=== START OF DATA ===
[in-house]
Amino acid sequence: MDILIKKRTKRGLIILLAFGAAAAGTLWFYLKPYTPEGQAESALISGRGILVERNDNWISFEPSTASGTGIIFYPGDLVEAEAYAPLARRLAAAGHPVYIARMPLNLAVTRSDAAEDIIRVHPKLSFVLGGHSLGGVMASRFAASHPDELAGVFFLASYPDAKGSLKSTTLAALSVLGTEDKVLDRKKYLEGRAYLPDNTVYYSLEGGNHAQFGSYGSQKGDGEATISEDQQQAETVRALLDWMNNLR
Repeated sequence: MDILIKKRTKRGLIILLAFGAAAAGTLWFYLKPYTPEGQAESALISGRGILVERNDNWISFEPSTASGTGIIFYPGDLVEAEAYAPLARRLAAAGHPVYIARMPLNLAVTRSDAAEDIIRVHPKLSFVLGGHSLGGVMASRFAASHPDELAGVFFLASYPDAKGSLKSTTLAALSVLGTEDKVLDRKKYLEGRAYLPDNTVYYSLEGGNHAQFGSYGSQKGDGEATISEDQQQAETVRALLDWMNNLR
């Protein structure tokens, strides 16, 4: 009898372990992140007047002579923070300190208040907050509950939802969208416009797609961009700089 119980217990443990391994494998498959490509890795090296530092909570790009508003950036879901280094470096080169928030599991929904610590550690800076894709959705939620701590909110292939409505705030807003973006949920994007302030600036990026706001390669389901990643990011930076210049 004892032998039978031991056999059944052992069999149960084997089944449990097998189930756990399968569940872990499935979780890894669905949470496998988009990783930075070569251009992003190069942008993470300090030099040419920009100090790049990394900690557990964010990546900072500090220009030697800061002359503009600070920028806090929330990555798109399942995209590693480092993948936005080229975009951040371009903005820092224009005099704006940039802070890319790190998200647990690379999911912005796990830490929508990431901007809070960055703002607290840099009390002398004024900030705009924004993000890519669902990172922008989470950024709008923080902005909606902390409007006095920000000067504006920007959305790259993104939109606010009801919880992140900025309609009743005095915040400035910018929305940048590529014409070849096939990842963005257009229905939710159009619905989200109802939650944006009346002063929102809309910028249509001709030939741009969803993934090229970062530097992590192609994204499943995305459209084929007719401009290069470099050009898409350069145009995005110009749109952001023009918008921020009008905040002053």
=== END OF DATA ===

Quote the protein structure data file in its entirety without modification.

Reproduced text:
[in-house]
Amino acid sequence: MDILIKKRTKRGLIILLAFGAAAAGTLWFYLKPYTPEGQAESALISGRGILVERNDNWISFEPSTASGTGIIFYPGDLVEAEAYAPLARRLAAAGHPVYIARMPLNLAVTRSDAAEDIIRVHPKLSFVLGGHSLGGVMASRFAASHPDELAGVFFLASYPDAKGSLKSTTLAALSVLGTEDKVLDRKKYLEGRAYLPDNTVYYSLEGGNHAQFGSYGSQKGDGEATISEDQQQAETVRALLDWMNNLR
Repeated sequence: MDILIKKRTKRGLIILLAFGAAAAGTLWFYLKPYTPEGQAESALISGRGILVERNDNWISFEPSTASGTGIIFYPGDLVEAEAYAPLARRLAAAGHPVYIARMPLNLAVTRSDAAEDIIRVHPKLSFVLGGHSLGGVMASRFAASHPDELAGVFFLASYPDAKGSLKSTTLAALSVLGTEDKVLDRKKYLEGRAYLPDNTVYYSLEGGNHAQFGSYGSQKGDGEATISEDQQQAETVRALLDWMNNLR
């Protein structure tokens, strides 16, 4: 009898372990992140007047002579923070300190208040907050509950939802969208416009797609961009700089 119980217990443990391994494998498959490509890795090296530092909570790009508003950036879901280094470096080169928030599991929904610590550690800076894709959705939620701590909110292939409505705030807003973006949920994007302030600036990026706001390669389901990643990011930076210049 004892032998039978031991056999059944052992069999149960084997089944449990097998189930756990399968569940872990499935979780890894669905949470496998988009990783930075070569251009992003190069942008993470300090030099040419920009100090790049990394900690557990964010990546900072500090220009030697800061002359503009600070920028806090929330990555798109399942995209590693480092993948936005080229975009951040371009903005820092224009005099704006940039802070890319790190998200647990690379999911912005796990830490929508990431901007809070960055703002607290840099009390002398004024900030705009924004993000890519669902990172922008989470950024709008923080902005909606902390409007006095920000000067504006920007959305790259993104939109606010009801919880992140900025309609009743005095915040400035910018929305940048590529014409070849096939990842963005257009229905939710159009619905989200109802939650944006009346002063929102809309910028249509001709030939741009969803993934090229970062530097992590192609994204499943995305459209084929007719401009290069470099050009898409350069145009995005110009749109952001023009918008921020009008905040002053």